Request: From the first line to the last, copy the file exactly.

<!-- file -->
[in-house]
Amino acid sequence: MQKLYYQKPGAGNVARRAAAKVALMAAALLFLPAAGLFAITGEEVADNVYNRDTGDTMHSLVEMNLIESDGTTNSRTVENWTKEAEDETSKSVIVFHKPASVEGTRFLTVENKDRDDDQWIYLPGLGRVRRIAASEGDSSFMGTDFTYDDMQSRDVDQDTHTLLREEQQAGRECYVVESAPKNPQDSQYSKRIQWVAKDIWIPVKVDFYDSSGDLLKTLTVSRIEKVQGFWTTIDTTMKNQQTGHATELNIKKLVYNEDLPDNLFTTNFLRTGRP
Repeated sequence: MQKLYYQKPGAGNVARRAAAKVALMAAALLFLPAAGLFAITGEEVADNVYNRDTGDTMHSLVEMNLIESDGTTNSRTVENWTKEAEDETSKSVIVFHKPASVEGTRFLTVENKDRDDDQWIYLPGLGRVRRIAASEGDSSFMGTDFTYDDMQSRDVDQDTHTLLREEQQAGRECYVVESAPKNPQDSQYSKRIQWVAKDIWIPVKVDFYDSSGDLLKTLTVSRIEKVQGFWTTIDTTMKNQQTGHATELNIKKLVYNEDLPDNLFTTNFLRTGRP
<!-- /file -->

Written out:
[in-house]
Amino acid sequence: MQKLYYQKPGAGNVARRAAAKVALMAAALLFLPAAGLFAITGEEVADNVYNRDTGDTMHSLVEMNLIESDGTTNSRTVENWTKEAEDETSKSVIVFHKPASVEGTRFLTVENKDRDDDQWIYLPGLGRVRRIAASEGDSSFMGTDFTYDDMQSRDVDQDTHTLLREEQQAGRECYVVESAPKNPQDSQYSKRIQWVAKDIWIPVKVDFYDSSGDLLKTLTVSRIEKVQGFWTTIDTTMKNQQTGHATELNIKKLVYNEDLPDNLFTTNFLRTGRP
Repeated sequence: MQKLYYQKPGAGNVARRAAAKVALMAAALLFLPAAGLFAITGEEVADNVYNRDTGDTMHSLVEMNLIESDGTTNSRTVENWTKEAEDETSKSVIVFHKPASVEGTRFLTVENKDRDDDQWIYLPGLGRVRRIAASEGDSSFMGTDFTYDDMQSRDVDQDTHTLLREEQQAGRECYVVESAPKNPQDSQYSKRIQWVAKDIWIPVKVDFYDSSGDLLKTLTVSRIEKVQGFWTTIDTTMKNQQTGHATELNIKKLVYNEDLPDNLFTTNFLRTGRP